“Repent, therefore, and be converted, that your sins may be wiped away.”
“Jesus said to them, ‘Thus it is written that the Messiah would suffer and rise from the dead on the third day and that repentance, for the forgiveness of sins, would be preached in his name to all the nations, beginning from Jerusalem.”
This weekend, the third Sunday of Easter, we read from the Gospel of Luke and the Acts of the Apostles. These two books in our Scripture are companion volumes, both written by St. Luke with the intention of telling the story of Jesus (in the Gospel) and the story of the early Church (in the Acts of the Apostles).
In both the Gospel and in Acts this Sunday we read a word that we associate with Lent, not Easter. That word is: repent! At the beginning of lent, we heard the call us to repentance as Ashes were placed on our heads, “Repent, and believe in the Gospel.” But that was lent. Shouldn’t we be done repenting by now? After all that work, can’t we take a break from repenting and enjoy ourselves?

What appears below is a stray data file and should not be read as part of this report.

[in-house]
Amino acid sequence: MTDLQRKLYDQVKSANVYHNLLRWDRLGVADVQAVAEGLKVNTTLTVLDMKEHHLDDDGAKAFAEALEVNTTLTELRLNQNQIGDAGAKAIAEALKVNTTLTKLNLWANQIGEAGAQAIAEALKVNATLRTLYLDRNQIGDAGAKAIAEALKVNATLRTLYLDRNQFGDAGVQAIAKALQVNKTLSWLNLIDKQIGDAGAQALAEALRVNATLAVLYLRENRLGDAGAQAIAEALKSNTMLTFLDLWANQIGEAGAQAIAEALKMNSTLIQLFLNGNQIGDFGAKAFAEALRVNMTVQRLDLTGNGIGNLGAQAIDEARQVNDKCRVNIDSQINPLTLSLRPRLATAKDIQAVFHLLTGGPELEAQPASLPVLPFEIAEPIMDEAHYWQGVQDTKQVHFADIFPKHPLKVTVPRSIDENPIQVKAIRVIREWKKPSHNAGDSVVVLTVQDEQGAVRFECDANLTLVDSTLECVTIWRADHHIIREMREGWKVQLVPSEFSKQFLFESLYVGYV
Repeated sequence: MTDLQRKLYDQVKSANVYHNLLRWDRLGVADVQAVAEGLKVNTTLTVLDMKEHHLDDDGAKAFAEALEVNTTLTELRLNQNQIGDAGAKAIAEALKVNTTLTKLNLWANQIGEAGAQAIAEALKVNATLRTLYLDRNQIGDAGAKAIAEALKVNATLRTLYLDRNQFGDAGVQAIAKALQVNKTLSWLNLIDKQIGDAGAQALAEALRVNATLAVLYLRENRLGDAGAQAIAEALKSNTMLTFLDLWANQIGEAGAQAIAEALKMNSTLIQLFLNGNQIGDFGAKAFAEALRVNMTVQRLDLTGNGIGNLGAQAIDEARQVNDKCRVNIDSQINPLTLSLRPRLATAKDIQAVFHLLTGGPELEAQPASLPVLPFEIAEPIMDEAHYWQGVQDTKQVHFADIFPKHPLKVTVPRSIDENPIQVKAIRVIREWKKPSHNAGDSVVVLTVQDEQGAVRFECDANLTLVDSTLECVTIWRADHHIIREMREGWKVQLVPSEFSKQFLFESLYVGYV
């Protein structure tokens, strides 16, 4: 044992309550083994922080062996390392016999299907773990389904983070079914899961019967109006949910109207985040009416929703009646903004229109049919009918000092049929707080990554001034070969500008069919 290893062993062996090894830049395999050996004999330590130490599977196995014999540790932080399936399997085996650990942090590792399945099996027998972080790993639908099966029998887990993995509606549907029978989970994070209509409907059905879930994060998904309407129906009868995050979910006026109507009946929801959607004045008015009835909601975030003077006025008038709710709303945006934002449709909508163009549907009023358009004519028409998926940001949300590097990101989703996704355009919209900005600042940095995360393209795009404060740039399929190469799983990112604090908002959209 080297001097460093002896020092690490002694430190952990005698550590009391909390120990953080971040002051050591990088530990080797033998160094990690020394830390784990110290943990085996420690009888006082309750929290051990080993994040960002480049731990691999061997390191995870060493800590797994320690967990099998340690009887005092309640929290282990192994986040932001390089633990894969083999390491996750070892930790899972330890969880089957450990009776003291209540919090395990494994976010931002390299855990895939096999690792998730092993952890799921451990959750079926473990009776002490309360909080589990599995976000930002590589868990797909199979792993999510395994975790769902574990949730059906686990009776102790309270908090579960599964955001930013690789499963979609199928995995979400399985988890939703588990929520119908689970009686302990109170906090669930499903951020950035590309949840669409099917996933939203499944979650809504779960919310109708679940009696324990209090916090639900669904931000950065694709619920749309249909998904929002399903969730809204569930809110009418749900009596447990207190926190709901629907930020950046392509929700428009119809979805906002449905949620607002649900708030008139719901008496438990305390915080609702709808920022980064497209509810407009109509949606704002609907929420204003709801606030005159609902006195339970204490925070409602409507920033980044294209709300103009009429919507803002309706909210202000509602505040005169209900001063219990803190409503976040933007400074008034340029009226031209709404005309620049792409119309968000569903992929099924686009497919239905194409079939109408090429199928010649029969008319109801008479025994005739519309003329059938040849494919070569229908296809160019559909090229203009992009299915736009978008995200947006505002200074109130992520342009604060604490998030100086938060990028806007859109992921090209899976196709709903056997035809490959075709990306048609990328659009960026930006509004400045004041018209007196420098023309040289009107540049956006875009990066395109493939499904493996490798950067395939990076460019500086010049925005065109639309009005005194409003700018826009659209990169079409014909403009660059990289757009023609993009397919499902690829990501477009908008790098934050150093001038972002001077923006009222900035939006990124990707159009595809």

We easily forget that there are two dimensions to repentance. To repent means to turn away from sin and turn toward God. Both elements are always present, but during lent, we often focus on turning away from sin. This facet of repentance can make us think of repenting as dour or dark or difficult. But turning away is only one side of the repentance process.
Easter exposes the other, more important, side of the process. In Easter repentance, we turn toward the new life and love of God given to us in Jesus. We repent joyfully. We celebrate the fact that Jesus has conquered sin and death and this celebration is a form of repentance. Sin can’t survive in the presence of real joy. Embracing new life in Jesus drives death away. Our hearts sing, “Alleluia,” which vanquishes fear. It is as if our hearts were empty but are now filled with the love of Jesus. His fullness drives everything else away.
Easter repentance is not dour or dark or difficult. It is cheerful and light and easy because Jesus has conquered death and sin. Alleluia!
Parish Pastoral Leader